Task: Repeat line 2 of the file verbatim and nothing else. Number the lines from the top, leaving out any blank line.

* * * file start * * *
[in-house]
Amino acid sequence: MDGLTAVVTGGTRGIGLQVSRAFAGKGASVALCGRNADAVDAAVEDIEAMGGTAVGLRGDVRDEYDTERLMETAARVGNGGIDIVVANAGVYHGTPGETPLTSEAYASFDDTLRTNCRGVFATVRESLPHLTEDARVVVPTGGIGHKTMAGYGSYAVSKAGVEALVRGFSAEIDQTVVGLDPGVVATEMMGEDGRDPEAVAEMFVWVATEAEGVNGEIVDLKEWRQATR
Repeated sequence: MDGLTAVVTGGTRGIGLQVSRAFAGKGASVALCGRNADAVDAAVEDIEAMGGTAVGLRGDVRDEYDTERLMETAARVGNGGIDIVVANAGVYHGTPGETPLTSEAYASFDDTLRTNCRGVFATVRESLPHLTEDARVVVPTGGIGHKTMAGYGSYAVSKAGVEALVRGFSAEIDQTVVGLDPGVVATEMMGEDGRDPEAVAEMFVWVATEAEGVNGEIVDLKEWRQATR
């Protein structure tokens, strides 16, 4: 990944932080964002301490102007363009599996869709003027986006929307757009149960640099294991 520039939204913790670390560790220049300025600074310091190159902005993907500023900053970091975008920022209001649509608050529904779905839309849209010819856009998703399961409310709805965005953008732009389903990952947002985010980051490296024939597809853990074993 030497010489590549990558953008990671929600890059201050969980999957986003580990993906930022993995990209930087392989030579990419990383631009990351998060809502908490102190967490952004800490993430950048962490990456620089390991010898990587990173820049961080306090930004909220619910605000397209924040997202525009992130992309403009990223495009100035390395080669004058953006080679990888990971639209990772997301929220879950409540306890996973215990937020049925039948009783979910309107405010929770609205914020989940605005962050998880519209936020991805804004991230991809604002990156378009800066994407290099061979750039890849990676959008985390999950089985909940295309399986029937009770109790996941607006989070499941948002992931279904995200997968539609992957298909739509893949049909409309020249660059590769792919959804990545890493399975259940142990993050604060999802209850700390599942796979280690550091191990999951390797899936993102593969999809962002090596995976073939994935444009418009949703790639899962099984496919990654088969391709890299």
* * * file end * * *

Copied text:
Amino acid sequence: MDGLTAVVTGGTRGIGLQVSRAFAGKGASVALCGRNADAVDAAVEDIEAMGGTAVGLRGDVRDEYDTERLMETAARVGNGGIDIVVANAGVYHGTPGETPLTSEAYASFDDTLRTNCRGVFATVRESLPHLTEDARVVVPTGGIGHKTMAGYGSYAVSKAGVEALVRGFSAEIDQTVVGLDPGVVATEMMGEDGRDPEAVAEMFVWVATEAEGVNGEIVDLKEWRQATR